In establishing restorative agents for COVID-19, scientists learned from the lessons of past infections, from HIV to Ebola to even influenza, experts at an NIH webinar said.
Clinical agents in development for SARS-CoV-2 consist of antivirals and host targeted/immunomodulators, along with neutralizing monoclonal antibodies. And randomized trials are still the best way to determine whether they work, professionals said.
The Accelerating COVID-19 Restorative Interventions and Vaccines(ACTIV) series of trials are public-private collaborations. ACTIV-1 studies host-targeted immune modulators, ACTIV-2 and ACTIV-3 focuses on neutralizing antibodies and oral antivirals, ACTIV-4 targets anticoagulants and antiplatelet drugs, and ACTIV-5 (the “Huge Result Trial”), a phase II evidence of idea study looks at “several appealing treatments.”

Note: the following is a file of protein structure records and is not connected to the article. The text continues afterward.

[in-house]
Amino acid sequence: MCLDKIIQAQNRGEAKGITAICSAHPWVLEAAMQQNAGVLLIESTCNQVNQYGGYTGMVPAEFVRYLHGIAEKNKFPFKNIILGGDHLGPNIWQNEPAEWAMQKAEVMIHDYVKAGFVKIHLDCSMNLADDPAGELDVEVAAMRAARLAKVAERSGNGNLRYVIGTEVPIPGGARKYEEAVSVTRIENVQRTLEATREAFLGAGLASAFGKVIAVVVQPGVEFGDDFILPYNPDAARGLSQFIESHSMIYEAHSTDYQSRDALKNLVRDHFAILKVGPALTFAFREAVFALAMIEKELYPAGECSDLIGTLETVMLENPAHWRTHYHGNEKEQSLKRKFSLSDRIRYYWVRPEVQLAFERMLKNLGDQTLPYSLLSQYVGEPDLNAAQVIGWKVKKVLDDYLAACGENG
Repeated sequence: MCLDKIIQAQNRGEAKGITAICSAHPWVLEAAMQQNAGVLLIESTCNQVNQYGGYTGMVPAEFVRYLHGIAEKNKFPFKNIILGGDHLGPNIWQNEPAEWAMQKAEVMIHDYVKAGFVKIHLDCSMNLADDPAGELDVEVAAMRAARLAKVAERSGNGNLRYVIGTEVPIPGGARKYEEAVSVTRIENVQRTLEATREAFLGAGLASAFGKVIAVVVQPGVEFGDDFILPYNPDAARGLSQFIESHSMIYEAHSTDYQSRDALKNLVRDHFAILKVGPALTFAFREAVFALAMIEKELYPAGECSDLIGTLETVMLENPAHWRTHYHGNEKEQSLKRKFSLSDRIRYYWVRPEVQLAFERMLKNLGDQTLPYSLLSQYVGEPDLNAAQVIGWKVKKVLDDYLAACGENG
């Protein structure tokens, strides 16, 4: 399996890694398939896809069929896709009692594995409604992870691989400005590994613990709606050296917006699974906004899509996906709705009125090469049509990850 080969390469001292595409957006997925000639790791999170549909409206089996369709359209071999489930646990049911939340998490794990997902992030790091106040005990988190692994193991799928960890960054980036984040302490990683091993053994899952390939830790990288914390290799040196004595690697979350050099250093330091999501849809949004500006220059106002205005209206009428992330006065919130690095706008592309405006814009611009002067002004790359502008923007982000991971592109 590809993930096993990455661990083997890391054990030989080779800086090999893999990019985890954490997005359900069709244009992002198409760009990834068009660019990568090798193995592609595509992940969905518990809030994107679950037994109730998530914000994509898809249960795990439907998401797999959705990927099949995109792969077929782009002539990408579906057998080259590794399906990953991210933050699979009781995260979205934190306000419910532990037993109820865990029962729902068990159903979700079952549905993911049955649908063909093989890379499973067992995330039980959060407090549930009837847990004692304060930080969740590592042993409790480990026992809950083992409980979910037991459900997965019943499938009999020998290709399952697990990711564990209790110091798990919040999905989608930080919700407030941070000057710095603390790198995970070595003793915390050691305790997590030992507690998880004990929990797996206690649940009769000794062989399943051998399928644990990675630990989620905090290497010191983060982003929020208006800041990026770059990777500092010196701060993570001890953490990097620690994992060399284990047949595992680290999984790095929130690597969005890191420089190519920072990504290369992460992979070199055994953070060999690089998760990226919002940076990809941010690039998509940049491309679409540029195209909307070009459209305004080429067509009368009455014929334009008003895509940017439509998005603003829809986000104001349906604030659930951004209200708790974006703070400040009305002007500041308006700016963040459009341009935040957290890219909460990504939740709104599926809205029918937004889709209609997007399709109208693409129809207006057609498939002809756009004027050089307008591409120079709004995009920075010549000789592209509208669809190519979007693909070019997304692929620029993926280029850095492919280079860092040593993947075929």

However antivirals are still desperately needed, as just remdesivir (Veklury) has been authorized by the FDA to deal with COVID-19
Anthony Fauci, MD, director of the National Institute of Allergy and Contagious Diseases (NIAID), talked about prior experience in studying the duplication cycle for the HIV infection. He included that discovering “all susceptible points of intervention” eventually led to a host of antiretroviral therapies versus the illness, including nucleoside/nucleotide reverse tran